Modelling the Defensive Potential of Plants
Many products of the phenylpropanoid pathway play an important role in plant defence against different kinds of biotic and abiotic stress. The “growth–differentiation balance theory” is a conceptual framework to predict how environmental factors can influence the level of these compounds in plant tissues. In this chapter, we unveil fundamental difficulties in testing the explanatory capacity of this theory by experiments and present the potential of mechanistic modelling to support empirical evidence in this field. In different examples, the plant growth model PLATHO is used to analyse observed patterns of plant responses to experimental treatments through simulating allocation rates between different biochemical pools from plant internal source and sink strengths of carbon and nitrogen during different phenological growth stages. It is shown that divergent responses of plants to abiotic factors such as elevated CO2 are feasible with respect to allocation to carbon-based secondary compounds, depending on ecological conditions under which plants are growing.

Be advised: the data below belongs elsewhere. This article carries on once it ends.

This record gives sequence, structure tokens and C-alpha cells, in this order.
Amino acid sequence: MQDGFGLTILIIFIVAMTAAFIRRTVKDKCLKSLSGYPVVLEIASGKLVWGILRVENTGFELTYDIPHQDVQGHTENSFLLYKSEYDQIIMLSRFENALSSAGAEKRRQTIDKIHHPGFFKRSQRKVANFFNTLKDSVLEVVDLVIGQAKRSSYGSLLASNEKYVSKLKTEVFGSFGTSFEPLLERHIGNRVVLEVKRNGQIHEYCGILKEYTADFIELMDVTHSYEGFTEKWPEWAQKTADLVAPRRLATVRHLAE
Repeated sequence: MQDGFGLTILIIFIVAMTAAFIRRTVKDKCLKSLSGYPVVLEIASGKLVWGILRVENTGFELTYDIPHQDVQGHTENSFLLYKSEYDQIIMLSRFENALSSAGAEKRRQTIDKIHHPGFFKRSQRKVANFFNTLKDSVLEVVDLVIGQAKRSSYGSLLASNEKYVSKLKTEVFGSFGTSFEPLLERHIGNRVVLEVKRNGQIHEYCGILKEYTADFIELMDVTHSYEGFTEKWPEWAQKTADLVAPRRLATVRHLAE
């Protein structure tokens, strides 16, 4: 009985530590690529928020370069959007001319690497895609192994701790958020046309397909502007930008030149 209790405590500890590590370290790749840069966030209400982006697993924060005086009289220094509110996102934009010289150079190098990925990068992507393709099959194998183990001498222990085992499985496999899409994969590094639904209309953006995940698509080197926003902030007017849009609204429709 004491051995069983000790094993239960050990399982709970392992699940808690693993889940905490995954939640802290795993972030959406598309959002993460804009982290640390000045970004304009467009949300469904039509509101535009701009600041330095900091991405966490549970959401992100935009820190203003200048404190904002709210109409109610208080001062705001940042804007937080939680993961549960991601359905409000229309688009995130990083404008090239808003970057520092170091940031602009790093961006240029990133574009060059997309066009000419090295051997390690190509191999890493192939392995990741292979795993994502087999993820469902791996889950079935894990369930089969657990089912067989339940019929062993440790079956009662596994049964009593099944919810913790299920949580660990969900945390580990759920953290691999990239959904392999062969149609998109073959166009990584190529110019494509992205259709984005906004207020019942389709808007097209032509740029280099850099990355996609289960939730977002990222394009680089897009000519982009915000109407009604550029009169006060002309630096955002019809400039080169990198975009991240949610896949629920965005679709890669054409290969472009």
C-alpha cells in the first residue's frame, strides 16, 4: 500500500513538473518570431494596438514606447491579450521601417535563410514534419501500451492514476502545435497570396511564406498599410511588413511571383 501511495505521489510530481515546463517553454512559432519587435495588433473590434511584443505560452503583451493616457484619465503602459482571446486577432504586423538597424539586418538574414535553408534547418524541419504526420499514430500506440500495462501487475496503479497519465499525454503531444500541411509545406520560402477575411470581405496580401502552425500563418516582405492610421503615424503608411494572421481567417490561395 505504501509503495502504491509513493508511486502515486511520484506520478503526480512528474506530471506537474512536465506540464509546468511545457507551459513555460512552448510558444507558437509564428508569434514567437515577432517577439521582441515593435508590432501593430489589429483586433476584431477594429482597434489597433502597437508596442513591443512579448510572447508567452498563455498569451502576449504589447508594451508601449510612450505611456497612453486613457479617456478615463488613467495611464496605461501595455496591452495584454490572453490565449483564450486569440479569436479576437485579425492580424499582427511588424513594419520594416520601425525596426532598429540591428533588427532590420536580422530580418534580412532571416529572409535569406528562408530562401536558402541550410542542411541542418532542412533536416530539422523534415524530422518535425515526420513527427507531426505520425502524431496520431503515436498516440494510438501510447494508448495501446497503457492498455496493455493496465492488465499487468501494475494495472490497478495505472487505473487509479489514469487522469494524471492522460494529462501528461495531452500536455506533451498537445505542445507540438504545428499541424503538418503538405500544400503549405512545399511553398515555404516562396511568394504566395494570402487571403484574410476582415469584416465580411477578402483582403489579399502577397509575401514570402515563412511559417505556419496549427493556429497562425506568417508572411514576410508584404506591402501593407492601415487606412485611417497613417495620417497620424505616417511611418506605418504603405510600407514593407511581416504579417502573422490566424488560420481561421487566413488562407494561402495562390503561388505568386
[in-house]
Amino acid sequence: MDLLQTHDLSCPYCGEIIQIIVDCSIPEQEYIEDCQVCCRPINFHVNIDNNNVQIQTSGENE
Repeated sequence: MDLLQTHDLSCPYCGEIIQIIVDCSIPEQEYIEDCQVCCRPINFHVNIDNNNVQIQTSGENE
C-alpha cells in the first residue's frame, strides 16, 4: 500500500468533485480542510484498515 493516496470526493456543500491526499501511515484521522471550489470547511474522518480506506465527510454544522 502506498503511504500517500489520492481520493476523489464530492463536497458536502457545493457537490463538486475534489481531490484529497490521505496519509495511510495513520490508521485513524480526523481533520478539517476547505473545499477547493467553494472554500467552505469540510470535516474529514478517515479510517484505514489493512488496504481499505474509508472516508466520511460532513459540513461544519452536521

KeywordsStand Density Vegetation Period Allocation Rate Sink Strength Beech Tree
We are grateful to the Deutsche Forschungsgemeinschaft which funded this study within the frame of Sonderforschungsbereich 607 Growth and Parasite Defence – Competition for Resources in Economic Plants from Forestry and Agronomy. We further gratefully thank Thorsten Grams for providing growth parameters of beech and spruce trees from different experimental studies and Axel Göttlein for providing data of nutrient concentrations in organs of juvenile beech trees.
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